Spurring the Electric Vehicle Battery Industry Sustainability

Farid Wijaya, Analis Senior Bahan dan Energi Terbarukan, Institute for Essential Services Reform (IESR)

Jakarta, December 19, 2023 – In recent years, energy transition has become a significant focus in various countries, including Indonesia. President Joko Widodo’s (Jokowi) has been promoting the shift from conventional energy sources to renewable energy. One of the strategic steps emphasized is the development of electric vehicles. This support is realized through various incentives, including tax breaks, to accelerate the growth of the electric vehicle industry and market expansion.

Farid Wijaya, Senior Analyst of Renewable Energy and Materials at the Institute for Essential Services Reform (IESR), explained that the battery is a crucial component in electric vehicles that enables high performance and efficiency. For this reason, nickel plays a critical role in producing electric vehicle batteries. According to the International Energy Agency (IEA), the shift towards sustainable energy will increase the demand for nickel in the global market, particularly for environmentally friendly vehicles that use electric batteries. By 2040, electric vehicles will account for 58 percent of global vehicles.

“Unfortunately, increased demand for nickel can result in greater reliance on natural resources. Nickel mining and refining processes can cause deforestation, water pollution, and ecosystem damage. Therefore, we must manage it responsibly and ensure it meets environmental impact analysis (AMDAL) and environmental standards. Additionally, we must also consider social justice aspects when managing nickel mining,” said Farid Wijaya at the Forum Group Discussion (FGD) with the title “Electric Vehicle Battery Supply Chain Electricity: Working Together to Build a Sustainable Supply Chain” organized by Traction Energy Asia on Tuesday (19/12).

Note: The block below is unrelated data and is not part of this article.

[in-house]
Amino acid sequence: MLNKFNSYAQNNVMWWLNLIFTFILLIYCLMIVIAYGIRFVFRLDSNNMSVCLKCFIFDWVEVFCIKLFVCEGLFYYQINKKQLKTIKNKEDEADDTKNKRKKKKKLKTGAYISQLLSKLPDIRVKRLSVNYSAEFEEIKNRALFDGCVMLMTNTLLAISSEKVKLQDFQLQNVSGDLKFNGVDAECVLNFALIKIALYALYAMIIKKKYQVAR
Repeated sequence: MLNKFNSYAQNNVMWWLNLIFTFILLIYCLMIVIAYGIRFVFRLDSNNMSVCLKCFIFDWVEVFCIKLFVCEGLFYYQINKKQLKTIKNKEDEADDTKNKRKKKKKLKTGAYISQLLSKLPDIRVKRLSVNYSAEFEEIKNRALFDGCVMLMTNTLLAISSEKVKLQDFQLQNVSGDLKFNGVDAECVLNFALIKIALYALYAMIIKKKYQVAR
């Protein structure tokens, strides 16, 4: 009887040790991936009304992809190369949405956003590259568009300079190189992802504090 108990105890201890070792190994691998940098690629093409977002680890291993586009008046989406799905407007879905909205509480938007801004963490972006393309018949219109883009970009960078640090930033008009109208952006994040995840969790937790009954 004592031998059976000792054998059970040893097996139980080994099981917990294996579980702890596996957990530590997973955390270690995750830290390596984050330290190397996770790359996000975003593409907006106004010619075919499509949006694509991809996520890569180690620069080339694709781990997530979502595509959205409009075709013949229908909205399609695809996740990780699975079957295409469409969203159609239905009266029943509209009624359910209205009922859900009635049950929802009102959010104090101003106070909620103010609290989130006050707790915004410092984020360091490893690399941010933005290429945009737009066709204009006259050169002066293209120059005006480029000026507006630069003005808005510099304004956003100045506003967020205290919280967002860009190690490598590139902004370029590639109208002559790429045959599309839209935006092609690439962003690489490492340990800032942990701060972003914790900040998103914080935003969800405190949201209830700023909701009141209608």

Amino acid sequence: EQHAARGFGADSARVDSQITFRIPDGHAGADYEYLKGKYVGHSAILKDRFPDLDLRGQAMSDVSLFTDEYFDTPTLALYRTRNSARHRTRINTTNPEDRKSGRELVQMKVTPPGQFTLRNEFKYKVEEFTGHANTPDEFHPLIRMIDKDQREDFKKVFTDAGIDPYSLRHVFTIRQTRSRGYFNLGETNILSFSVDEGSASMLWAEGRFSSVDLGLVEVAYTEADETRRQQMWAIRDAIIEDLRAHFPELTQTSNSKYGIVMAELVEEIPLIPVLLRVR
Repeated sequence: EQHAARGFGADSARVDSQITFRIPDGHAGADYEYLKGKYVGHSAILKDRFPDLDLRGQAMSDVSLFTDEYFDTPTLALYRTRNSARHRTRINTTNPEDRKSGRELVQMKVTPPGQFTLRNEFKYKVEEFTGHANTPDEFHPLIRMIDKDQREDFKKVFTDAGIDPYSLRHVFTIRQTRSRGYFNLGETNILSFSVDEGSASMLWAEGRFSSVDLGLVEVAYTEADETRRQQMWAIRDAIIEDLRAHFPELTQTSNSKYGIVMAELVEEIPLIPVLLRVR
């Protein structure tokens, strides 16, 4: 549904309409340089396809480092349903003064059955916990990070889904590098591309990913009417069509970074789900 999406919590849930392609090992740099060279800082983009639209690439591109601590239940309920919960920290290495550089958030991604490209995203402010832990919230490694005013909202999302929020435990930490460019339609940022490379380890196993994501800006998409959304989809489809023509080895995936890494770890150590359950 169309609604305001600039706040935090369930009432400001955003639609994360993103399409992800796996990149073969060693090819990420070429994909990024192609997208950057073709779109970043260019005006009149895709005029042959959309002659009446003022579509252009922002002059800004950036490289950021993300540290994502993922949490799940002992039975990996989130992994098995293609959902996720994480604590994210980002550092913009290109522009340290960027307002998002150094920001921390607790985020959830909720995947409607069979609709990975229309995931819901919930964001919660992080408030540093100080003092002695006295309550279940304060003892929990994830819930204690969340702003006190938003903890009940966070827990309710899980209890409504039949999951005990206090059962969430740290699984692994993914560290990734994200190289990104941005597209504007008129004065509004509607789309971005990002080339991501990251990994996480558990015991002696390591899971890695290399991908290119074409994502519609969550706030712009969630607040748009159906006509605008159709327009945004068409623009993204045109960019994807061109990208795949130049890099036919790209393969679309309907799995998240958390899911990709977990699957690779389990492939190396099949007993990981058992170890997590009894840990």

Farid mentioned that the nickel mining and refining industry has many issues related to human rights violations and environmental damage. According to IESR’s analysis, several things need to be considered to optimize nickel downstream through environmentally friendly industrialization. Firstly, the nickel mining and refining governance licensing process needs to be reviewed. License revocation and fines should be applied in cases of administrative, environmental, and social injustice issues.

“Secondly, creating a road map for each industry to decarbonize. Third, the development and implementation of Green Industry Standards (SIH) for nickel mining and refining,” said Farid Wijaya. 

Furthermore, Farid emphasized the improvements needed to optimize nickel downstream through environmentally friendly industrialization, such as using environmentally friendly clean technology, energy conservation, compliance with environmental standards, and analysis of AMDAL. There is also worker security and safety and stakeholder consultation. 

On the other hand, Farid explained that the world would be flooded with large lithium-ion batteries that have reached the end of their life and need to be disposed of as the number of electric vehicles on the road increases globally. Recycling is, therefore, essential to recover most of the battery’s active material. The International Energy Agency (IEA) estimates that by 2040, 10% of demand can be met by recycling used batteries.

“If used lithium-ion batteries (LIBs) are disposed of as such and stockpiled in large quantities, it can cause infiltration of toxic heavy metals into underground water, resulting in environmental pollution. Similarly, incinerating used LIBs as solid waste can generate various toxic gases, such as hydrogen fluoride (HF), from the electrolytes in LIBs, which can pollute the atmosphere. Therefore, proper waste treatment of these used batteries is crucial. Recycling is also essential to reduce dependence on imports,” said Farid Wijaya.